Over the past few years, the medical and legal communities have been searching for ways to reduce the occurrence of preventable medical errors. An April 2018 article published on MedPage Today suggests that case-sharing may reduce some preventable medical errors, but not all. Still, new case-sharing and cross-checking methods offer one more possible way to reduce errors and promote a safer medical environment.
Read on to learn more about how case-sharing and cross-checking could help protect patients from preventable adverse events. If you have questions about your legal rights as a patient, and what healthcare providers are required to do to prevent medical errors, contact Brown & Brothers to find out more about your specific situation.
Case-Sharing and Cross-Checking
A cluster randomized trial held across six emergency departments in France revealed that cross-checks among emergency physicians reduced the number of some types of medical error. The study, called CHARMED, instructed emergency departments to conduct cross-checks three times each day. During the cross-checks, physicians presented their patient cases to one another, allowing for review and feedback.
The study utilized data from 1,680 patients, of which 68 percent were included in the cross-check period. It was conducted over a period of four weeks divided into two individual two-week periods with a period of one month separating them. During the cross-check intervention, emergency physicians were called upon three times each day to meet with their peers to discuss current patients. Each meeting took an average of nine minutes.
The CHARMED study revealed the following about near miss or serious adverse events (preventable and otherwise):
- During the cross-check period, medical errors affected 6.4 percent of patients
- Outside the cross-check period, medical errors affected 10.7 percent of patients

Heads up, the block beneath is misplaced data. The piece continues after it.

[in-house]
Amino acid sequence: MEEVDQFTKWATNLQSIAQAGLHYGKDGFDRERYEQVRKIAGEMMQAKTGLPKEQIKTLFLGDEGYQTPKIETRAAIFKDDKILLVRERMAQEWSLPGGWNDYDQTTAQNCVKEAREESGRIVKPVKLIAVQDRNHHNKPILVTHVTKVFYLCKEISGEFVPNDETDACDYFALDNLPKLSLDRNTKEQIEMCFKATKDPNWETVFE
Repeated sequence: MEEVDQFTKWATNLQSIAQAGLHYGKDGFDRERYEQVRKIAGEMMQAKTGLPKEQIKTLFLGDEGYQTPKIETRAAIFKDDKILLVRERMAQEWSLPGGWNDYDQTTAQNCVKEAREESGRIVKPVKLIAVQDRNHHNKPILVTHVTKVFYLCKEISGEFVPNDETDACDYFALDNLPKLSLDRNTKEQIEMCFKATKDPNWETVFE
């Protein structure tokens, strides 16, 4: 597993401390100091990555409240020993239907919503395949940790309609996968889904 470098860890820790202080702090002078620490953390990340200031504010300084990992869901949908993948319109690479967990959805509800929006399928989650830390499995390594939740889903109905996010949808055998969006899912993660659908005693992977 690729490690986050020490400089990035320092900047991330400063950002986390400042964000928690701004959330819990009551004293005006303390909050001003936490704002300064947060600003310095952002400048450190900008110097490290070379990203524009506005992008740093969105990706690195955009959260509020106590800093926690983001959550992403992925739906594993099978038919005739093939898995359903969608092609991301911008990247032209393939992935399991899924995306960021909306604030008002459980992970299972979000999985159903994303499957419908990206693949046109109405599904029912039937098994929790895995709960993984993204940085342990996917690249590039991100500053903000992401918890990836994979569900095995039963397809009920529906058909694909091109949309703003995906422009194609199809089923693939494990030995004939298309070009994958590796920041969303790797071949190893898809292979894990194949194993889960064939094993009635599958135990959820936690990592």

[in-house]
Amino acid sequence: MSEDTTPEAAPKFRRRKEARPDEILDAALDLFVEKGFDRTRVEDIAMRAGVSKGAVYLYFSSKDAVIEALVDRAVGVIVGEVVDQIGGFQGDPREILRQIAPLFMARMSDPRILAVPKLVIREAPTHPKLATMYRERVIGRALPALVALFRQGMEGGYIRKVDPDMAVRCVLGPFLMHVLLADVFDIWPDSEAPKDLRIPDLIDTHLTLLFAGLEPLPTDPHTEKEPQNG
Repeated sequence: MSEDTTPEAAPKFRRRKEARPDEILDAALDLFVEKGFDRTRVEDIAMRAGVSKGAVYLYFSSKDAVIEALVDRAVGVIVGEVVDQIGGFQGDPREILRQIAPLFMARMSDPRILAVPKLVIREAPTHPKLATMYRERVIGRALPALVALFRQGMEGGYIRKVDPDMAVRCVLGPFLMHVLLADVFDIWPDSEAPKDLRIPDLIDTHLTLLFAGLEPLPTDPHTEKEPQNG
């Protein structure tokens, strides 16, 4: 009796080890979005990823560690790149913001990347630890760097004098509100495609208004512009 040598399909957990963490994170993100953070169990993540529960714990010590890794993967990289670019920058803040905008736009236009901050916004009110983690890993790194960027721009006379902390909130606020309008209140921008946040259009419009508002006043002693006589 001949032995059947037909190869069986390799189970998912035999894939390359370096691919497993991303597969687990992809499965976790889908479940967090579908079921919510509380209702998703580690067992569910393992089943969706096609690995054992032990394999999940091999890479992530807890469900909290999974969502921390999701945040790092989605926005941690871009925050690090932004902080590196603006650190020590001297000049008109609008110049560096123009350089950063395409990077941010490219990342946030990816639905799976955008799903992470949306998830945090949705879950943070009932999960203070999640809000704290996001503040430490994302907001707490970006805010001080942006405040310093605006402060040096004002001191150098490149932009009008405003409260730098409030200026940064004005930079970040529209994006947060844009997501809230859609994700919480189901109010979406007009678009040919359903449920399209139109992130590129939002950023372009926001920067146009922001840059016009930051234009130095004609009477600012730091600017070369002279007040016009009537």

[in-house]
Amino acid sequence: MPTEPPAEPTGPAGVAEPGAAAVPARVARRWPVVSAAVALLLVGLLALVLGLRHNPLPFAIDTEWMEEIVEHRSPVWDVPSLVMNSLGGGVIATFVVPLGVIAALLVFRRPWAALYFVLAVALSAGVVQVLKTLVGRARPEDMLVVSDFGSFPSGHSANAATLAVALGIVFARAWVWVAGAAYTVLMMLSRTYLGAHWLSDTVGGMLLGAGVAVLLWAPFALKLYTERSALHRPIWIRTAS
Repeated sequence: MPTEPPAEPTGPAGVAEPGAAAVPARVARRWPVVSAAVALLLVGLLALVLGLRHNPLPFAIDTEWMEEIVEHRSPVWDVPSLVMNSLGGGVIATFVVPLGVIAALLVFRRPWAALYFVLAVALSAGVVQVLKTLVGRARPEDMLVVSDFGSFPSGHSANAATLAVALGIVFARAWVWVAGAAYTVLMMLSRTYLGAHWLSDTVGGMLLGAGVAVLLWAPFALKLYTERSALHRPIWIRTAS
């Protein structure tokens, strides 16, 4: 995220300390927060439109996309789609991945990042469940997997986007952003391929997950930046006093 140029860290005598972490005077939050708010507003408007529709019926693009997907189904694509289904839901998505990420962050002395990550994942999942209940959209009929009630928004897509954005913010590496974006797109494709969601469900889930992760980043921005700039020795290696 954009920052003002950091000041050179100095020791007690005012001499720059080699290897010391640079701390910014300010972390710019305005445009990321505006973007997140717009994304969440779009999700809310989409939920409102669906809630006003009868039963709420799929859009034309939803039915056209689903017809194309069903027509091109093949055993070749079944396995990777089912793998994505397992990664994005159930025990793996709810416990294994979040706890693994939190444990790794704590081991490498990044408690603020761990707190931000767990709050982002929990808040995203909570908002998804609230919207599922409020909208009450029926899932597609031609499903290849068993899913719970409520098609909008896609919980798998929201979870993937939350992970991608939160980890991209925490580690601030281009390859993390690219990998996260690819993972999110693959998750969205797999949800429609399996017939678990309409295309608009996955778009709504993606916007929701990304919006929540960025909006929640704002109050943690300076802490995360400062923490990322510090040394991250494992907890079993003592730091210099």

- Near miss medical errors occurred in 3.1 percent of patients during the cross-check period
- Near miss medical errors occurred in 5.8 percent of patients outside the cross-check period
- Specific to preventable serious adverse events, there was no statistical significance
Like most research, this study was not without limitations. The authors noted that the study was retrospective, so it could not take into account the factors that led to the error, or the extent of the error. The authors further noted that there were difficulties in getting adequate time to utilize cross-checks in the emergency department since many patients were seen and released before a cross-check could be initiated. Other possible caveats to the study included:
- Informal cross-checking may have occurred during the intervention phase without researcher knowledge.
- CHARMED did not take into account which physicians were working which days or shifts, which could cause imbalances due to certain physicians having a higher error rate than others.
- CHARMED did not track patients who may have experienced a medical error but then went to another hospital also participating in the study.
- Overall, the study was “underpowered” to adequately identify the effect of case-sharing and cross-checking on preventable adverse events on a significant level.
Most all research has limitations, and the CHARMED study is no exception. What it does provide, however, is a glimmer of hope that something as simple as cross-checking on a regular basis could help prevent medical errors and improve overall quality and safety of medical care.
What Patients Need to Know about Medical Errors